The AccessDerm program gives primary care providers who work in participating clinics free access to AAD dermatologists’ expertise. Primary care clinicians submit consultations that dermatologists then receive on their personal mobile devices or the Internet via HIPAA-secure and compliant means.

    Download the app

    AAD members and residents who wish to participate can currently download the AccessDerm application for free on the following mobile platforms:

    Download_App_store_icon.jpgiPhone and iPad

     

    Download_Android_icon.jpg      Android

    Participants also can access the program via any Web browser (Internet Explorer, Mozilla Firefox, Google Chrome, Apple Safari, etc.). 

    Where you can use AccessDerm

    Due to licensure requirements, an AAD dermatologist only can provide remote consultation on cases that originate in a state where he or she is licensed. AccessDerm is currently being used in 16 states, however, the Academy seeks to increase participation by clinics in all 50 states.

    How to participate

    If you are an AAD member who wishes to participate, and/or you would like to recommend a primary care clinic in your area for participation in the program, please submit your contact information.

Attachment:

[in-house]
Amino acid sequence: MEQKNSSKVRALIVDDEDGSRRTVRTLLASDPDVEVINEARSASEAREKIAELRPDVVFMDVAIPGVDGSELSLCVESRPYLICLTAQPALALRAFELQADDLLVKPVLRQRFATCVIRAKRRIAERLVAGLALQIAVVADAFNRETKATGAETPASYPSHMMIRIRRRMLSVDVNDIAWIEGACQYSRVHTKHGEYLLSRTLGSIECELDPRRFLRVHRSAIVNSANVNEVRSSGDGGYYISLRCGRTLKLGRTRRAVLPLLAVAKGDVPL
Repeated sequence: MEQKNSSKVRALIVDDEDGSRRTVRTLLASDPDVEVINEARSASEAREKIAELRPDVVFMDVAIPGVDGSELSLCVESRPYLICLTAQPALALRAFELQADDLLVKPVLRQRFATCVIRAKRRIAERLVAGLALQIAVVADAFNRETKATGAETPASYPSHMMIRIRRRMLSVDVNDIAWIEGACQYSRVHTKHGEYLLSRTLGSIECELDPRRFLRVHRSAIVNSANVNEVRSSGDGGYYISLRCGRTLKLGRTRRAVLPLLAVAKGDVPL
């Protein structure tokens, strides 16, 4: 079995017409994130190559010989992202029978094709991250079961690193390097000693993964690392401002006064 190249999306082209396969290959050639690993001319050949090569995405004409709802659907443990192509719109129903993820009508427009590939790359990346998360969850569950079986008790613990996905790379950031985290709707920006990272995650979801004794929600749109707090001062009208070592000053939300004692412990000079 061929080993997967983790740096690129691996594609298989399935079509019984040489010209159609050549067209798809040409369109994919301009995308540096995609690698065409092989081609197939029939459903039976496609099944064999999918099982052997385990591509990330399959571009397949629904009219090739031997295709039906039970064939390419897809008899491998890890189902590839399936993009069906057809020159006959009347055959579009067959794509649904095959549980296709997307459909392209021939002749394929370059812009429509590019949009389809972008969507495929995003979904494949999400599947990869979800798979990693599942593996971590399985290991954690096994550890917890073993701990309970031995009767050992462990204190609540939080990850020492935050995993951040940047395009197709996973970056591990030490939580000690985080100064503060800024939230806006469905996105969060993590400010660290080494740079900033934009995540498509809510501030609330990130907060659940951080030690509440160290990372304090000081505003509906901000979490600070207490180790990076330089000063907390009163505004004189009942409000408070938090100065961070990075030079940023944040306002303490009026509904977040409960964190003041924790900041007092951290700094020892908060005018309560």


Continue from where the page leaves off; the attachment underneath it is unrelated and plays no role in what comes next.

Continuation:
If you have been involved in this volunteer activity, please log your hours. Logging your hours supports the Academy's efforts to enhance the image of the specialty by promoting your dedication to helping patients, communities and the profession.

    AAD members can now indicate in their AAD member profiles that they use teledermatology. Using the member directory telemedicine drop-down selection, members can search for and connect with colleagues who practice teledermatology. To indicate your teledermatology use, edit your member profile.

    If you are an AccessDerm participant and are experiencing technical issues, please complete this form and email it to Scott Weinberg at sweinberg@aad.org or fax it to (202) 842-4355.